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Aside from these seemingly trivial matters, I’m sure we have all had thoughts along these lines, shared the developmental milestones that opened our consciousness to a society filled with grey areas and the realization that the “real world” is sneakier than we imagined. Obtaining what we want in life – for many of us – begins exactly with a strangely dressed bearded fellow purportedly steering a reindeer sleigh – and evolves into truth: success takes time, patience, hard work, which includes a lot of planning – not simply socially accepted behaviors as  reinforced through economic coercion and wrapped gifts. Additionally, these consciousness milestones allow us to question deep-seated cultural and family practices such as bases for religious ceremonies and customs, and a belief in a single immortal being whether called God, Jesus, Great Spirit, Allah, or Yahweh.

With religious ideas, it can become less clear with age just how to maintain these conflicting precepts, especially in our busy lives. Also, the more intelligent we Earthlings become, the less we can honestly conceptualize any divine place. For instance, we now know with complete certainty that “heaven” is not a place behind the clouds, and the “underworld” is neither a place below the Earth’s crust, yet these facts still have the strength to tug at our sense of place and at our family or cultural loyalties – more so than when we discovered it was our lactose intolerant dad who would drink the milk we set out for the burglar we called Santa; and that mom and dad were, in fact, collectively, Santa !

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It’s true, no matter the constructs of our beliefs (or disbeliefs) – these ideas are our own. So long as these ideas do not advocate hatred or violence we do ourselves and our communities a service by welcoming diverse views of the world. After all, we can never honestly know how difficult it is (or has been) for those who maintain or adopt ideas we know to be false. Fresh ideas push evolution in consciousness – as our loss of Santa and the knowledge we would never reach Disneyland did. We are a better people without the illusions, and a more empowered people knowing we can influence the mindset of future generations. What do you think? What do you believe?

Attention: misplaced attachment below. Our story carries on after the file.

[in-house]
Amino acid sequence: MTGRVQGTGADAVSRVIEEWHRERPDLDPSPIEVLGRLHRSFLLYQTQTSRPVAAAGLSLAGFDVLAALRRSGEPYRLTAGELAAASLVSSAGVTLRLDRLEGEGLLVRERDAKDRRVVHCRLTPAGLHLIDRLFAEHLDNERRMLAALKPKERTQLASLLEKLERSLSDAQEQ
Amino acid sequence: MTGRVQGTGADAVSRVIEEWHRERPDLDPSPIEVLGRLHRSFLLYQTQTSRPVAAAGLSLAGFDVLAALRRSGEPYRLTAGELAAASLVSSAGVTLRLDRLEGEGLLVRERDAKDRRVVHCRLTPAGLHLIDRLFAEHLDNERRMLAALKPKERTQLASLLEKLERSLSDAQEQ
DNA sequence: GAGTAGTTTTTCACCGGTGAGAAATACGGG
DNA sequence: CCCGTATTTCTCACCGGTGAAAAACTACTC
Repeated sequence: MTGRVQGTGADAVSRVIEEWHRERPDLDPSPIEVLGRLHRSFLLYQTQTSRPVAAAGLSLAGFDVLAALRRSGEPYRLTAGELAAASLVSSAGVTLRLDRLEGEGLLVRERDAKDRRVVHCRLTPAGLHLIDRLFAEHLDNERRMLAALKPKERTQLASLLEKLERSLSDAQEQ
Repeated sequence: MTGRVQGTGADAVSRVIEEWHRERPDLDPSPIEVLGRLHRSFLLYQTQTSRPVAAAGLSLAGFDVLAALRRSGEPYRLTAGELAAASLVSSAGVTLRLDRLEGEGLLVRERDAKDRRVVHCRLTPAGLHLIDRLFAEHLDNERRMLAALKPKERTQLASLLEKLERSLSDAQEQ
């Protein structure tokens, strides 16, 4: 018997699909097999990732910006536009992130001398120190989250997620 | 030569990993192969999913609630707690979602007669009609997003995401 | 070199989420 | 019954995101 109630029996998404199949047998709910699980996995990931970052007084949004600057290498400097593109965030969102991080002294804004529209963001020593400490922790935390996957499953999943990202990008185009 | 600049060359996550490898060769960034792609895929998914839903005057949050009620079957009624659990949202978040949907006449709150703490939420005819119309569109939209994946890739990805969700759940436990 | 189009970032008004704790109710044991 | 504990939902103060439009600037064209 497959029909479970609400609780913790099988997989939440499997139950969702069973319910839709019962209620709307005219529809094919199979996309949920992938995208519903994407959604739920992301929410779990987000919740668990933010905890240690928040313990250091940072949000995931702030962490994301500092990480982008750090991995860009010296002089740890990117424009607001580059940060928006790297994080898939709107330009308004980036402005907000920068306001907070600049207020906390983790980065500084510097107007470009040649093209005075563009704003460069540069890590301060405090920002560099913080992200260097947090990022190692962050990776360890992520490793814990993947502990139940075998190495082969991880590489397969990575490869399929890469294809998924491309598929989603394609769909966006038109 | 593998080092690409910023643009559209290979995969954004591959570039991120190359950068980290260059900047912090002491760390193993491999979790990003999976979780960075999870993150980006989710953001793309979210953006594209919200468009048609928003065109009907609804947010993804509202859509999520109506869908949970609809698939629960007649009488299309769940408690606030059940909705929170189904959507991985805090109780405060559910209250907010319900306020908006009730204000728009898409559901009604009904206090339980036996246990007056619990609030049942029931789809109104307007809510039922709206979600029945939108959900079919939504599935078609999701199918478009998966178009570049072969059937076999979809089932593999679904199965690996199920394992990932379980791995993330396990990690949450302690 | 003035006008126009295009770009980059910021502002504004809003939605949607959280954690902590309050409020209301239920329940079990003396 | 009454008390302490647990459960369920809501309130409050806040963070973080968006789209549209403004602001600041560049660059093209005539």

Systemic Challenges


INEVITABILITY OF CHANGE

Change

Change

Communication between two individuals can be a very straightforward exercise. The depth and meaning of what is conveyed, the medium used, the lighting or noise of the environmental setting, can, at times, create unintended complexity for any general conversation. Communicating with two people, then three, and fifty each requires additional considerations that makes preparation to communicate, itself, a distinct realm of specialized knowledge.

The issues of growth and complexity in communication present great challenges to as scarcity of resources and quest for solutions grows more imminent. Plans that worked yesterday, likely wont work forever~and the numbers don’t lie! That realization calls for strategic planning.

INDIVIDUAL, ORGANIZATIONAL, and SYSTEMIC PROBLEMS

Individual Example:
I broke my toe walking to work today.

Organizational:
We broke our toes on the mandatory corporate trolly~ride to work today.

Systemic:
Every baby is now tragically born without toes.

Each of the foregoing situations calls for varied attention, including different levels of action, and resource allocation. In the first example, the toe is immediately an individual problem, but if it were say, Kobe Bryant’s toe, it very well would become an organizational issue (as collective objectives are delimited).